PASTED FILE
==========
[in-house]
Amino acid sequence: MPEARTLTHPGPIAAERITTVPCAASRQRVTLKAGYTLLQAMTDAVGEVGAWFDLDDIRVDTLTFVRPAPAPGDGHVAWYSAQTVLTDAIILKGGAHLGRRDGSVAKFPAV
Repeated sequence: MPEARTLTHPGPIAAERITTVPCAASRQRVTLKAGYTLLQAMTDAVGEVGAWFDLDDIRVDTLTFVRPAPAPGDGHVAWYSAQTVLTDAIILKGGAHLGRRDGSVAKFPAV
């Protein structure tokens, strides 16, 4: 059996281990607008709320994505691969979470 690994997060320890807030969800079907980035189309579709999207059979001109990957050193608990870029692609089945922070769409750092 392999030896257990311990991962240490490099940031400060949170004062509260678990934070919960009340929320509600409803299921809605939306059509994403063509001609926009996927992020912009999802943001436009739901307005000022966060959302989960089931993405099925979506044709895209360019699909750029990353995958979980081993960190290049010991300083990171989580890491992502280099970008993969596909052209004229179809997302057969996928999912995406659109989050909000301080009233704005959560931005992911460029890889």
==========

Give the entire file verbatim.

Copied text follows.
[in-house]
Amino acid sequence: MPEARTLTHPGPIAAERITTVPCAASRQRVTLKAGYTLLQAMTDAVGEVGAWFDLDDIRVDTLTFVRPAPAPGDGHVAWYSAQTVLTDAIILKGGAHLGRRDGSVAKFPAV
Repeated sequence: MPEARTLTHPGPIAAERITTVPCAASRQRVTLKAGYTLLQAMTDAVGEVGAWFDLDDIRVDTLTFVRPAPAPGDGHVAWYSAQTVLTDAIILKGGAHLGRRDGSVAKFPAV
């Protein structure tokens, strides 16, 4: 059996281990607008709320994505691969979470 690994997060320890807030969800079907980035189309579709999207059979001109990957050193608990870029692609089945922070769409750092 392999030896257990311990991962240490490099940031400060949170004062509260678990934070919960009340929320509600409803299921809605939306059509994403063509001609926009996927992020912009999802943001436009739901307005000022966060959302989960089931993405099925979506044709895209360019699909750029990353995958979980081993960190290049010991300083990171989580890491992502280099970008993969596909052209004229179809997302057969996928999912995406659109989050909000301080009233704005959560931005992911460029890889």